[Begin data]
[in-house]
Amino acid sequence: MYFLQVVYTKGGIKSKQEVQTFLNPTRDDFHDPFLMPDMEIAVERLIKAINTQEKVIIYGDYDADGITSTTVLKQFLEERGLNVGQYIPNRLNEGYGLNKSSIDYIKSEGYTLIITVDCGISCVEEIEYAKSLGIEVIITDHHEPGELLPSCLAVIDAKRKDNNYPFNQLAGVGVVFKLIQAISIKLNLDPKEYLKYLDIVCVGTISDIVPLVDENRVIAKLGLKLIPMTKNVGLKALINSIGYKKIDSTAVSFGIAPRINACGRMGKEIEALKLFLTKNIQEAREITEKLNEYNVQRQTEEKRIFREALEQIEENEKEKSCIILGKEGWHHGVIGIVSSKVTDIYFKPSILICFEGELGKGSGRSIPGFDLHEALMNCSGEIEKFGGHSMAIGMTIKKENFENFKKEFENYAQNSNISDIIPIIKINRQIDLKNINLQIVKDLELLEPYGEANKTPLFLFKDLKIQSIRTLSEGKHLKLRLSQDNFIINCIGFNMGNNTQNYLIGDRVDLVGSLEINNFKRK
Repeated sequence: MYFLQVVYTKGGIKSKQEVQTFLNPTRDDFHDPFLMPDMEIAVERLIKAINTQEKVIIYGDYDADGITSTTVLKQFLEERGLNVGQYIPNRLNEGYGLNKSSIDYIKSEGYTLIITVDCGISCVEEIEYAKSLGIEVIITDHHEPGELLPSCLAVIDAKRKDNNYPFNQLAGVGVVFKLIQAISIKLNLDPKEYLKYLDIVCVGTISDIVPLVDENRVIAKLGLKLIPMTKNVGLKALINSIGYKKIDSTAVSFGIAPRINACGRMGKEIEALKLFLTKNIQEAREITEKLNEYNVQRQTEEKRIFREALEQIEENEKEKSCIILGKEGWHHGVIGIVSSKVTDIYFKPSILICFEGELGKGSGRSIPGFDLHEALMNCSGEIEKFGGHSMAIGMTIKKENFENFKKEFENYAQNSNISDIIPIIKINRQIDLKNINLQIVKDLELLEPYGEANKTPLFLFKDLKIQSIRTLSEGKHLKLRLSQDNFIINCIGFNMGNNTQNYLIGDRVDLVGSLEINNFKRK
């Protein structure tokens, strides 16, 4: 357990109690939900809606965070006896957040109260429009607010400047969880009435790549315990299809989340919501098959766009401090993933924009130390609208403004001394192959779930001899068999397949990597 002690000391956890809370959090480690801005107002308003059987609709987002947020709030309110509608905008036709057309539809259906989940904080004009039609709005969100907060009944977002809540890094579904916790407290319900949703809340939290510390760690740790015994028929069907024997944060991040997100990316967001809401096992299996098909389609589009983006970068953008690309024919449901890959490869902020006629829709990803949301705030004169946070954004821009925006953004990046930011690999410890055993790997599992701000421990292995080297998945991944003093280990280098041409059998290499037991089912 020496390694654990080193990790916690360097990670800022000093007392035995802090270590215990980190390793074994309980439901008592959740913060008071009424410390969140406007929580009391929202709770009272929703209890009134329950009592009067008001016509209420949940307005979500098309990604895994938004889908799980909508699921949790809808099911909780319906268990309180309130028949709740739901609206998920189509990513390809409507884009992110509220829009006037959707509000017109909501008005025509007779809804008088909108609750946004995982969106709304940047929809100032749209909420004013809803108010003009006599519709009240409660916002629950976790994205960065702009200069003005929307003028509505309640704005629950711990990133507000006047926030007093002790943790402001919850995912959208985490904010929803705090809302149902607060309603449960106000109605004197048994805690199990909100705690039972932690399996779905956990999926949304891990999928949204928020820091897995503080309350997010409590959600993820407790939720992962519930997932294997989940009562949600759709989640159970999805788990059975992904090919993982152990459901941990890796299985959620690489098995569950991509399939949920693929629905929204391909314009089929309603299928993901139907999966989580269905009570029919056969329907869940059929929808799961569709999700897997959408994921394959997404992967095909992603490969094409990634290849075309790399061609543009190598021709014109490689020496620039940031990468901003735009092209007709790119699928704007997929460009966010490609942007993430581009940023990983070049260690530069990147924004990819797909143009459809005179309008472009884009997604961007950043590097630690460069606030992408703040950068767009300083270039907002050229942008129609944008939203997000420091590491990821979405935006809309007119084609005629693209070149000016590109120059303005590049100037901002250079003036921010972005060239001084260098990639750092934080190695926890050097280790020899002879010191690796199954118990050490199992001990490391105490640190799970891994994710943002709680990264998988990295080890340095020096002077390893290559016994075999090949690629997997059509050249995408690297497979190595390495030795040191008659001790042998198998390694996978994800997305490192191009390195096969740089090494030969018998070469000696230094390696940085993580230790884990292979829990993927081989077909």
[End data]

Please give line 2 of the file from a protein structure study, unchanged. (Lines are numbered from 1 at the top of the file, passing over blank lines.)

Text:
Amino acid sequence: MYFLQVVYTKGGIKSKQEVQTFLNPTRDDFHDPFLMPDMEIAVERLIKAINTQEKVIIYGDYDADGITSTTVLKQFLEERGLNVGQYIPNRLNEGYGLNKSSIDYIKSEGYTLIITVDCGISCVEEIEYAKSLGIEVIITDHHEPGELLPSCLAVIDAKRKDNNYPFNQLAGVGVVFKLIQAISIKLNLDPKEYLKYLDIVCVGTISDIVPLVDENRVIAKLGLKLIPMTKNVGLKALINSIGYKKIDSTAVSFGIAPRINACGRMGKEIEALKLFLTKNIQEAREITEKLNEYNVQRQTEEKRIFREALEQIEENEKEKSCIILGKEGWHHGVIGIVSSKVTDIYFKPSILICFEGELGKGSGRSIPGFDLHEALMNCSGEIEKFGGHSMAIGMTIKKENFENFKKEFENYAQNSNISDIIPIIKINRQIDLKNINLQIVKDLELLEPYGEANKTPLFLFKDLKIQSIRTLSEGKHLKLRLSQDNFIINCIGFNMGNNTQNYLIGDRVDLVGSLEINNFKRK